Snakes and snakebite envenoming in Northern Tanzania: a neglected tropical health problem.

Kipanyula MJ, Kimaro WH - J Venom Anim Toxins Incl Trop Dis (2015)

Map of the United Republic of Tanzania showing adminstrative regions, as well as Monduli district (in red) and the neighboring Arumeru district, in Arusha, where the two communities investigated in this study are located (image adapted from: http://en.wikipedia.org/wiki/Arusha_Region)
© Copyright Policy - OpenAccess
Related In: Results  -  Collection

License 1 - License 2
Show All Figures
getmorefigures.php?uid=PMC4548540&req=5

Fig1: Map of the United Republic of Tanzania showing adminstrative regions, as well as Monduli district (in red) and the neighboring Arumeru district, in Arusha, where the two communities investigated in this study are located (image adapted from: http://en.wikipedia.org/wiki/Arusha_Region)
Mentions: The study was conducted in two villages, namely Meserani Juu and Lesiraa, in the Monduli and Arumeru districts, respectively, in Arusha region, Tanzania. The districts are 1534 m above sea level between latitude 3°17′59″ S and longitude 36°27′00″ E (Fig. 1). Agriculture is the main economic activity practiced by community members in Meserani Juu village. In contrast, Lesiraa village is open grassland used by pastoralists (Maasai communities) for cattle grazing. The village is situated in a semiarid area characterized by a prolonged dry season lasting up to 7 months. The minimum and maximum average ambient temperatures are 16 and 27 °C, respectively. Selection of the study sites was based on the fact that the areas present microhabitats whose ecological features are associated with a rich herpetofauna and thus highly prone to reports of snakebite cases.Fig. 1

Bottom Line: Among the dead ones, the following species were identified: two black-necked spitting cobras (Naja nigricollis); five puff adders (Bitis arietans), one common egg-eater (Dasypeltis scabra); two rufous-beaked snakes (Ramphiophis rostratus); two brown house snakes (Lamprophis fuliginosus); one Kenyan sand boa (Eryx colubrinus), and one black mamba (Dendroaspis polylepis).Of all cases, 146 (61.6 %) and 96 (38.4 %) were male and female patients, respectively.These tasks demand integration of diverse stakeholders to achieve a common goal of reducing the impact of human suffering from these envenomings in Tanzania.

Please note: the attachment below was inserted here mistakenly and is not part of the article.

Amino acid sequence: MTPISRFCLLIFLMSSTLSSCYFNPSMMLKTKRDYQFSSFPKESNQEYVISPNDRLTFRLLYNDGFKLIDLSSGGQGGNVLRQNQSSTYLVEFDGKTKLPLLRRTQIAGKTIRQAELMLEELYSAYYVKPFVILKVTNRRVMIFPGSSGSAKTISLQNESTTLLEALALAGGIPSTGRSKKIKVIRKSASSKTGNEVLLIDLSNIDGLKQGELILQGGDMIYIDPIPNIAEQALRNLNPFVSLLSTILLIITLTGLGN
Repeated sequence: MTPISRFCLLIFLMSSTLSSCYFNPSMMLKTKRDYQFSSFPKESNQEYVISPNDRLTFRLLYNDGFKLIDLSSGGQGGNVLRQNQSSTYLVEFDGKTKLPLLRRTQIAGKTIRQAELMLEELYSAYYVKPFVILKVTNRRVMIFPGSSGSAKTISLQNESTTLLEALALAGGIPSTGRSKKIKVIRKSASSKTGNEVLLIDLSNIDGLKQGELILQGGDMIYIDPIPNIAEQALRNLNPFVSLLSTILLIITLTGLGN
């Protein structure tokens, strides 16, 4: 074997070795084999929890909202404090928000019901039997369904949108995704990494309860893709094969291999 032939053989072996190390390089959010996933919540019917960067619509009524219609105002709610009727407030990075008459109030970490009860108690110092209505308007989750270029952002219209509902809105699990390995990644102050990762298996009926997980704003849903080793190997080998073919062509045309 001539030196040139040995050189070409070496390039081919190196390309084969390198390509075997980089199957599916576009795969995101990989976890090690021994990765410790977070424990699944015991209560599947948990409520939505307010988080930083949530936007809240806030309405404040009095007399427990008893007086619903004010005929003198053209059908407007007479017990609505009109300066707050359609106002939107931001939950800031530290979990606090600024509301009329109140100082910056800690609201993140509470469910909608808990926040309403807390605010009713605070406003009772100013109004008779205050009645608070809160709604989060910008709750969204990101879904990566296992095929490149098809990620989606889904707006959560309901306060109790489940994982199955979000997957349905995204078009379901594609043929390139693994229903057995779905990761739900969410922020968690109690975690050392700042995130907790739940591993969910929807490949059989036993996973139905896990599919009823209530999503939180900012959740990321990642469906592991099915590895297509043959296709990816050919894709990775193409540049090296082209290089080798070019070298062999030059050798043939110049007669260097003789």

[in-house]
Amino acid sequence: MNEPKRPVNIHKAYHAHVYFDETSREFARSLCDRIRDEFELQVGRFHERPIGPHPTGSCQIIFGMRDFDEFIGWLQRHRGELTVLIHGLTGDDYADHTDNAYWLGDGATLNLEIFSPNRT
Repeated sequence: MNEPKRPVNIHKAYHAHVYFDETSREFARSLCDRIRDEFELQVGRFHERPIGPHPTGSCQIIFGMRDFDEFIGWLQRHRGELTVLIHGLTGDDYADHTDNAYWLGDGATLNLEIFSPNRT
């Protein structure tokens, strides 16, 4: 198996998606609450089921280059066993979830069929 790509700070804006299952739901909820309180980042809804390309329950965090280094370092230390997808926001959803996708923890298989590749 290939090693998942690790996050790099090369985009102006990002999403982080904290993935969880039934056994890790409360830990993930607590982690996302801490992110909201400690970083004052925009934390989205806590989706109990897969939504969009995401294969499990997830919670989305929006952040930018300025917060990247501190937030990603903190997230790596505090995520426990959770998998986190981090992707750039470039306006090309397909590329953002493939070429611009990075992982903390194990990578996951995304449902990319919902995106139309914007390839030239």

View Article: PubMed Central - PubMed

Affiliation: Department of Veterinary Anatomy, Faculty of Veterinary Medicine, Sokoine University of Agriculture, Chuo Kikuu, PO Box 3016, Morogoro, Tanzania.

ABSTRACT

Background: Snakebites cause considerable human and livestock injuries as well as deaths worldwide, and particularly have a high impact in sub-Saharan Africa. Generating a basic platform of information on the characteristics of snakes and snakebites in various countries is relevant for designing and implementing public health interventions.

Methods: This study was performed to identify types of snakes and some of the characteristics of snakebite cases in two communities, an agricultural and a pastoralist, in Arusha region, northern Tanzania. A total of 30 field visits were carried out in areas considered by local inhabitants to be potential microhabitats for snakes. Direct observation of snake types based on morphological features and a structured questionnaire were employed for data collection.

Results: A total of 25 live and 14 dead snakes were encountered. Among the dead ones, the following species were identified: two black-necked spitting cobras (Naja nigricollis); five puff adders (Bitis arietans), one common egg-eater (Dasypeltis scabra); two rufous-beaked snakes (Ramphiophis rostratus); two brown house snakes (Lamprophis fuliginosus); one Kenyan sand boa (Eryx colubrinus), and one black mamba (Dendroaspis polylepis). The frequency of snake encounters was significantly higher (χ (2) = 4.6; p = 0.03) in the pastoral than in the agricultural area; there were more snakebite cases in the former, but the differences were not statistically significant (p = 0.7). A total of 242 snakebite victims attended at the Meserani Clinic, located in the study area, between the years 2007 to 2012. Of all cases, 146 (61.6 %) and 96 (38.4 %) were male and female patients, respectively. As for age distribution, 59.1 % of snakebite victims were from the economically active age groups between 15 and 55 years.

Conclusion: Snakebites are a threat to rural communities and public health in general. The burden of snakebites in Tanzania presents an epidemiologically similar picture to other tropical countries. Livestock keeping and agriculture are the major economic activities associated with snakebites. Community-based public education is required to create awareness on venomous snakes and predisposing factors to snakebites. These tasks demand integration of diverse stakeholders to achieve a common goal of reducing the impact of human suffering from these envenomings in Tanzania.

No MeSH data available.


Related in: MedlinePlus